No sooner do I ask a question about how blogging would rate as a media development than I get an answer. At Online Journalism Review, blogs are the biggest thing since the Big Bang.
There’s something inherently fun about playing God. How else to explain the popularity of the third-person “God games” that have ruled the videogame charts? And when I got my two-year-old son the Little People farm scene and garage, he would play for hours, choosing the fates of those cute little plastic figures.
For way too long, it has been the mainstream media (MSM) that’s played God with the American public, telling everyone what’s news and what’s not, what to play up and what to downplay. But 2004 was the year the power started shifting, that the Little People, if you will, started to tell the gods of media what the public really wanted.
And most of that shift happened during the crucible that was the presidential election season. The year dawned with Howard Dean getting slavish press attention for his groundswell of Internet support, both in money raised and in activity on his sizable group Weblog. The campaign ended with the blogosphere quickly trashing documents in the controversial “60 Minutes” report on President Bush’s National Guard service. Even before there was a full report on what went wrong at CBS News, Dan Rather announced he was leaving his long-time anchor post.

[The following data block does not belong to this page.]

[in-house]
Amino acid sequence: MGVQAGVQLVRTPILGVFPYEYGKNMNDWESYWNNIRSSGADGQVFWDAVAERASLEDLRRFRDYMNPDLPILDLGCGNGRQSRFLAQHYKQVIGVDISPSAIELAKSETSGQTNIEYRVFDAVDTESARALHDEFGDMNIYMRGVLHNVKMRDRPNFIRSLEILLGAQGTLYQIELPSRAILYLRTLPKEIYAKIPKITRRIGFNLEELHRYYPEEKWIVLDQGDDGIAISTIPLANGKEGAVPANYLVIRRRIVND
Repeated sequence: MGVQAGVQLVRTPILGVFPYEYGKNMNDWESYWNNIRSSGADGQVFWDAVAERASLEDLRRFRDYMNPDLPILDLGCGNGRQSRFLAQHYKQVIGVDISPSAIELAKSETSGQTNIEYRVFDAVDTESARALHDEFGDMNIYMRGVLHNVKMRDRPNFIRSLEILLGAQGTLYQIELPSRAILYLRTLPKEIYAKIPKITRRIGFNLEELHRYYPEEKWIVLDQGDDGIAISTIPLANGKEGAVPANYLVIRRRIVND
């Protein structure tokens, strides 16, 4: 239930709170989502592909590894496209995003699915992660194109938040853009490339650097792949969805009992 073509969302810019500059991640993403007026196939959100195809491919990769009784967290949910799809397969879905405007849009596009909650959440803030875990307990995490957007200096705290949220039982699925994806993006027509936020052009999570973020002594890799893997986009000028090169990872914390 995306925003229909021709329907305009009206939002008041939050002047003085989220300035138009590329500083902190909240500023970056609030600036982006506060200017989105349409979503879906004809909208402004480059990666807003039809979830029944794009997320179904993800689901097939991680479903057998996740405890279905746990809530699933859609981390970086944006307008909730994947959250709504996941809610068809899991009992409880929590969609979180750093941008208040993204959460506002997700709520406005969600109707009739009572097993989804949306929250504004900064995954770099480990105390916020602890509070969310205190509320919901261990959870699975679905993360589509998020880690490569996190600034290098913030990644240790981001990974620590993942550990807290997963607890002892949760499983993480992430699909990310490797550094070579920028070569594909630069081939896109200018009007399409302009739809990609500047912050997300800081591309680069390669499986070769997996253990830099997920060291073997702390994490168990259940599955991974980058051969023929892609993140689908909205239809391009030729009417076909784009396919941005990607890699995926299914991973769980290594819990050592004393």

In between, the bloggers became the place for news for political junkies — even if it was from within the news organizations, such as ABCNews.com’s The Note or National Review Online’s The Corner. The mealy-mouthed, straight-laced MSN accounts of sound bites on the campaign trail were easily trumped by bloggers who graded the debates, argued over the Bush bulge and derided polling techniques as well as political contributions from journalists.
Not surprisingly, humorists such as The Daily Show’s Jon Stewart and Ana Marie Cox (a.k.a. Wonkette) scored high as influential media icons as the “real” journalists’ credibility faded. The blogosphere and online media has always been the perfect venue for personality-driven content, forwarded e-mail jokes and all-out rants.
Of course, the bloggers weren’t the be-all, end-all for 2004. In the political realm, advocacy groups used the Net to take their issues to the public and the media, while political candidates dallied with online ads but never really made a major economic plunge. Plus, the radio world was rocked by Howard Stern’s defection to satellite radio and the podcasting craze.
And citizen journalism started to sprout in small communities around the country, with Dan Gillmor’s “We the Media” book becoming the bible for media operations trying to tap into participatory journalism. Gillmor himself even announced plans for a grassroots media startup company, right as two other high-profile ventures, BackFence.com and Pegasus News, came out of stealth mode.
Once again, I polled colleagues to find out what they thought were the important events, people and media outlets of the past year, while also nudging them for predictions of the coming year. The following is a selection of their comments, along with their Top 5 lists of the most influential people and happenings in the changing media realm.